A flurry of Award announcements and interestingly deemed not “daring” enough for the Goldsmiths but “enjoyable” enough to win the Costa.

The Publisher

As the longlisting for the Republic of Consciousness Prize attests, this novel is published by a small press, less than five full time employees. Peepal Tree books “a small publisher that has consistently supported international Caribbean writing for 35 years.” Two days after the Costa announcement the press had sold 12,000 copies, having to move to a different printer to cope with demand.

There is an interesting article, and interview with founder and managing editor Jeremy Poynting available at ‘The Bookseller’ where he speaks of their list of 450 titles still being available, how ‘The Mermaid of Black Conch’ was crowdfunded to even get printed and the demands of a small publisher having a best-selling title in their catalogue.

The novel

We were both lost people.

David Baptiste is a fisherman in the small Caribbean enclave of Black Conch, one day whilst smoking a spliff and strumming his guitar on his boat, he spots a mermaid, Aycayia. A young girl who has been cursed for her beauty and temptation of men and sealed up with a tail and forced to swim the oceans for eternity. During a big game fishing competition she is caught by “those white men from Florida”.

This novel is told in a variety of voices, excerpts from David’s journal, short innocent lyrical poem like musings from Aycayia and the omniscient narrator, using local language and slang:

The Black Conch men, Nicholas and Short Leg, backed away from the stern. Like Nicer, they knew this was wrong. They fraid bad jumbie get ketch. They didn’t want to help. They were lost for words and for what to do. The white men wanted to pull this creature out of the sea. But this fish was half-woman, plain enough. Everyone had heard of the mermen in Black Conch waters, but a merwoman? No. She carried with her bad luck, at best, and her hair had frightened them – like she could kill you with just one lash from those tentacles. She could poison them all. They’d seen spikes on her back, dorsal spikes. Scorpion fish spikes, They had seen a bloody, raging woman on the end of the fishing line and now these white men wanted to bring her in. Nah, boy, they all said to themselves.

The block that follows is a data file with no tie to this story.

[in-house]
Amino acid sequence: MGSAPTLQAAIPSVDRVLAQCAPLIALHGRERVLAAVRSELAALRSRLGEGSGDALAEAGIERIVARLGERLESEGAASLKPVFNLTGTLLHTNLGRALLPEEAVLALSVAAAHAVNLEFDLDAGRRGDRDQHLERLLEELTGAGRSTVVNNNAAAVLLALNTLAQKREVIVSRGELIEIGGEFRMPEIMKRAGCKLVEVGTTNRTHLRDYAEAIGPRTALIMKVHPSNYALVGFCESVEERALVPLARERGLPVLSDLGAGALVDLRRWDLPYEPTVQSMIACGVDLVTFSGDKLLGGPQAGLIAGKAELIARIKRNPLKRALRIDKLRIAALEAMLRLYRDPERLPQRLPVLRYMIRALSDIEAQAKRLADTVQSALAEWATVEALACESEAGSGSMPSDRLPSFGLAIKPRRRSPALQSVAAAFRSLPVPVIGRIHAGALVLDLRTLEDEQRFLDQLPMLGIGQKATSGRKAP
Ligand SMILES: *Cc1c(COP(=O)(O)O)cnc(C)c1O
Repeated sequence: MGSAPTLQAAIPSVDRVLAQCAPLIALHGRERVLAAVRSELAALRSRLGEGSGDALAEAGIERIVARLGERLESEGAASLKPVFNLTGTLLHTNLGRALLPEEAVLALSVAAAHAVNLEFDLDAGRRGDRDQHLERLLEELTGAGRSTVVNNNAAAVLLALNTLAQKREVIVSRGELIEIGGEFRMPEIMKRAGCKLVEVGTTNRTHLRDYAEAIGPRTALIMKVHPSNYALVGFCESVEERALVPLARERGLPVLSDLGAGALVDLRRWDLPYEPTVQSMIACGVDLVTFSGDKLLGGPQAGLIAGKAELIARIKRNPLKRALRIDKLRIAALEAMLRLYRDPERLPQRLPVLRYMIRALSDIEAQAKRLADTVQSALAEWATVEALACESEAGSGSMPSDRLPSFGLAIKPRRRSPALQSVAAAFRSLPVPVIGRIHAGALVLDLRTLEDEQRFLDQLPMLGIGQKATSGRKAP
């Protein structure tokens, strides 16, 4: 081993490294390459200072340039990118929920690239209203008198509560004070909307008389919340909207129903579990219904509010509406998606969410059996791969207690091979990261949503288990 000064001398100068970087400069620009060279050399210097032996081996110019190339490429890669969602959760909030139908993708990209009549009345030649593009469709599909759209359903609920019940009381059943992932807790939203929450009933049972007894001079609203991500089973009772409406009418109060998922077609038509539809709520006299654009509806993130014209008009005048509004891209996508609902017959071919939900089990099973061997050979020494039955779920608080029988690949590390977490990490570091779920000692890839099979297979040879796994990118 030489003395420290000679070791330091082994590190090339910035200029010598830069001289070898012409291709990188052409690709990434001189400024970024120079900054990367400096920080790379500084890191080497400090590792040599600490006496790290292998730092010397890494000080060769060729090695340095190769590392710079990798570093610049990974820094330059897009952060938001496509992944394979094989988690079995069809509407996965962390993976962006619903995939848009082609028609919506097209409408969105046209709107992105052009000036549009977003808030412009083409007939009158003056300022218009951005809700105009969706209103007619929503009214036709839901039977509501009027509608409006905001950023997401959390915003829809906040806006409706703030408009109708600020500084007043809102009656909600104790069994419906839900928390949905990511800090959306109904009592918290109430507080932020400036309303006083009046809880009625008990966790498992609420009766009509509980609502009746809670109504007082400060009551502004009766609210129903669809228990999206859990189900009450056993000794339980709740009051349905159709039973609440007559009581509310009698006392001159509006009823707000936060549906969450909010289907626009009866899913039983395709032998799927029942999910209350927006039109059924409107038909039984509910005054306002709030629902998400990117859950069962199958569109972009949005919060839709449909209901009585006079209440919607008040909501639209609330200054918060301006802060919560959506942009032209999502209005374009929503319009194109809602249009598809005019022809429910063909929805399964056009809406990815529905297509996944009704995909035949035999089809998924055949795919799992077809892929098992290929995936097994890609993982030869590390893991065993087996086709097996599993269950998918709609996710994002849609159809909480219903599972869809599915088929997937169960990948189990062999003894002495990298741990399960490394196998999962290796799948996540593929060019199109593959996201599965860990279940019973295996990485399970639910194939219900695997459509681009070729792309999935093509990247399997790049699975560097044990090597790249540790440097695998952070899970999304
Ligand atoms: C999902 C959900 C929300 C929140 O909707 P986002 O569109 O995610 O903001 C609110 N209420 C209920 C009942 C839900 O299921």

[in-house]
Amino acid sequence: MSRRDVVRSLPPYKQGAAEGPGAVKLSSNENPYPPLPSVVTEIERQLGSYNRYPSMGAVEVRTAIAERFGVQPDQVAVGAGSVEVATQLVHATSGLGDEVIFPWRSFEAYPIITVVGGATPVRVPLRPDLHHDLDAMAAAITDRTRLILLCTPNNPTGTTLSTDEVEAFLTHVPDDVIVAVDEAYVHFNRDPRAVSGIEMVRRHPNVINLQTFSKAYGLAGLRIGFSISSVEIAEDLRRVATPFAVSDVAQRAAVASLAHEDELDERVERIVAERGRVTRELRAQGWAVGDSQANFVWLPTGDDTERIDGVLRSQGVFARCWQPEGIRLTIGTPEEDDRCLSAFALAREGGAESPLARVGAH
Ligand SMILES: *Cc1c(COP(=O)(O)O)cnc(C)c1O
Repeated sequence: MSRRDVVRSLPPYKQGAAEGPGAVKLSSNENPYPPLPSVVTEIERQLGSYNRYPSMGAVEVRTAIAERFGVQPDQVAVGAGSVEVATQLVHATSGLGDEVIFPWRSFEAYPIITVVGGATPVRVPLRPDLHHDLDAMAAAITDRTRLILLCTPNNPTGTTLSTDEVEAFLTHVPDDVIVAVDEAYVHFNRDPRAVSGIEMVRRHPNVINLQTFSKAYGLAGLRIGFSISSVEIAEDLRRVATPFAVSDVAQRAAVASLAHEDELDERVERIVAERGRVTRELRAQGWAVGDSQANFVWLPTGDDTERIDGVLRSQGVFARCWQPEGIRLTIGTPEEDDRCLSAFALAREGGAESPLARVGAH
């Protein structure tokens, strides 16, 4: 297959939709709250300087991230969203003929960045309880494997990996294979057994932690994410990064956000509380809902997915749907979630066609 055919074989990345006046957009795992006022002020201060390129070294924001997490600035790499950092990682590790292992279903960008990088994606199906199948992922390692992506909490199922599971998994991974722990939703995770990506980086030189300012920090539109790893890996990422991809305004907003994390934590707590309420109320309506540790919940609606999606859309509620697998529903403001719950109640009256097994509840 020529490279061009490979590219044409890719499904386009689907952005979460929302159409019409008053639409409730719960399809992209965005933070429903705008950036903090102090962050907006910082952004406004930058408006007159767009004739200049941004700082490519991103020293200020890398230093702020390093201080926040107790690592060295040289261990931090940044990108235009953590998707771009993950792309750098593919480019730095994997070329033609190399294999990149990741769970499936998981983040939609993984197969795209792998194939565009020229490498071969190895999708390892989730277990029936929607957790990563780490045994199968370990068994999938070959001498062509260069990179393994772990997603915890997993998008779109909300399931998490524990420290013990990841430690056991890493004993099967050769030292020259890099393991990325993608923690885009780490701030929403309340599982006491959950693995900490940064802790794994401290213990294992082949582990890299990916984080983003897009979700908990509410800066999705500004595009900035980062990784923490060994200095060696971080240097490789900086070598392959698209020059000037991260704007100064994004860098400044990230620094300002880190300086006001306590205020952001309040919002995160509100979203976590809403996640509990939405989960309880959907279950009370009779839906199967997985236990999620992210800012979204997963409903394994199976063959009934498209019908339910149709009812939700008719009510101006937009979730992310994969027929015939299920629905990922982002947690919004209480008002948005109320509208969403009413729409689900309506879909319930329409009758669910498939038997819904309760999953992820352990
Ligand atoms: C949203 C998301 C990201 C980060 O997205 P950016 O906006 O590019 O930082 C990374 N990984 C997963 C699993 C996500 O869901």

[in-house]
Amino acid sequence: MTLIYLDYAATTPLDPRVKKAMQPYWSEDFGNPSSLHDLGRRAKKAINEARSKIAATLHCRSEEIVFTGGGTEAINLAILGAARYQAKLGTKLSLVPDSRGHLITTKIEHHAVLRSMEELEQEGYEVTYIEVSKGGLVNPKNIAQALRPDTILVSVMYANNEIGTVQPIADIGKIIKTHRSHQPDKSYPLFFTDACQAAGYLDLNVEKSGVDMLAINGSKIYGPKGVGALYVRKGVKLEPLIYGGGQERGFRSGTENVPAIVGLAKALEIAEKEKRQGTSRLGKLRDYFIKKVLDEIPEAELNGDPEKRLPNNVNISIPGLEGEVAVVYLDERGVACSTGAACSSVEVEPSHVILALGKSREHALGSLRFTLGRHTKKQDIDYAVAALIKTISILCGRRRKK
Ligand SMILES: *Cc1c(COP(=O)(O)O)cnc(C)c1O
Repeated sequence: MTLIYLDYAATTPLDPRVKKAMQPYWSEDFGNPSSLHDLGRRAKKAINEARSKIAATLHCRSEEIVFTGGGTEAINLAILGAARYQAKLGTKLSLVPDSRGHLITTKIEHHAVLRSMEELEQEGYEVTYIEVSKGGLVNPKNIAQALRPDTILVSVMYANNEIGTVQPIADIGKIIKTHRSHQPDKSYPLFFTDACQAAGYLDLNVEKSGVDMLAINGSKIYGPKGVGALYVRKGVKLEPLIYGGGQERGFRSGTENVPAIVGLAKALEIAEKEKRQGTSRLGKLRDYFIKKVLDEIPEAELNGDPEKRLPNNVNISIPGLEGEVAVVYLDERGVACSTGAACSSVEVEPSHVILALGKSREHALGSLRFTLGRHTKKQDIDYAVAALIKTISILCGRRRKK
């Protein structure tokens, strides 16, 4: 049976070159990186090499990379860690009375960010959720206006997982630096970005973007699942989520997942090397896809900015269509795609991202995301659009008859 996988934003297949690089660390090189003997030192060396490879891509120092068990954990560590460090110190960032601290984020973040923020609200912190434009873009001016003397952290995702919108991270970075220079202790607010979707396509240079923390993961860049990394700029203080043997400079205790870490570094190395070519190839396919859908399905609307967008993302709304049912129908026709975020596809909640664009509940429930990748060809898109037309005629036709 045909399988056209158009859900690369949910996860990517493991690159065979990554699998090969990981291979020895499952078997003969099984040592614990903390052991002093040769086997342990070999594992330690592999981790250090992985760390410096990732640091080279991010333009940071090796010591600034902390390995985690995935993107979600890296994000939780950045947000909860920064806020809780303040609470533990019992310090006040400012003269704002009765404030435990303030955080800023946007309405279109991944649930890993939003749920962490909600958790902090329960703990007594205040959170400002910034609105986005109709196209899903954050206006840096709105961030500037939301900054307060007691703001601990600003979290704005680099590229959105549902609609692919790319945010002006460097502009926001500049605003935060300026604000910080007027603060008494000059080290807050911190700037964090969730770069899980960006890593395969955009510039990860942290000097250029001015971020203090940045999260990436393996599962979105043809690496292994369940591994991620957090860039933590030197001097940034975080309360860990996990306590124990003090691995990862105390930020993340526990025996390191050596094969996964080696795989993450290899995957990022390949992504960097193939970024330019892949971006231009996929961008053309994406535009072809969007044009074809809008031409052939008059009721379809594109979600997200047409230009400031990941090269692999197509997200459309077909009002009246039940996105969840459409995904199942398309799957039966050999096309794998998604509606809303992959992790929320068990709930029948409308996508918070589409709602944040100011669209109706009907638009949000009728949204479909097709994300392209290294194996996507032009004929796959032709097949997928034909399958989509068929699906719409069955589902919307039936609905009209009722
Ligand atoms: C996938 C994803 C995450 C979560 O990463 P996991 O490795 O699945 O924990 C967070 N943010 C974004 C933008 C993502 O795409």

More than a simple love story, although the cover does say “a love story”, this is a complex study revealing misogyny, sex, the colonization and maltreatment of indigenous peoples, the destruction of the environment, modern day man’s move away from spiritual connection to their environment and the USA’s domination of the Caribbean amongst many subjects, all wrapped up in a tale of David Baptiste and Aycayia’s love.

The locals see the catch of a mermaid as potential bad luck, the Florida fishermen see the potential financial rewards. David sees his friend from the ocean, all strung up like a trophy catch and has to release her:

The old man, Thomas Clayson, had spent a second day at sea. He’d taken a rifle with him, this time, and some marine flares in case they got into trouble, also an axe and a cutlass as back up to the gun. He would shoot her if need bel that would be the end of it. He’d shot big game before. He’d shot a lion in South Africa, once. The head had been stuffed and mounted and was now above his desk in his den at home. He’d shot a buffalo in the Yukon, a female too; he’d even shot a grizzly bear, once, up in the Rockies. He would shoot the bitch, no messing, bring her in. No beers on the jetty; he’d take her straight, by truck, to the other end of the island, to the port at English Town, where she would be tagged and photographed and packed on ice and taken to the larger island/ There, she would be airlifted back to Florida. This time, he knew what he was up against; a big, bad motherfucker of a mermaid. He paid his crew double. He was furious over the theft of his catch, with the incompetence of the villagers, and mostly with his weak-minded sissy of a son.

There are interlocking love stories, abandoned single mothers, deaf children with connections to the environment and weird happenings, such as the skies raining fish, a wonderful blend of folklore, romance, and a race against time. Aycayia’s short melodic interludes dragging you back to simpler times:

I swam away, the dive deep
My terror was ENORMOUS
I swam but I still ketch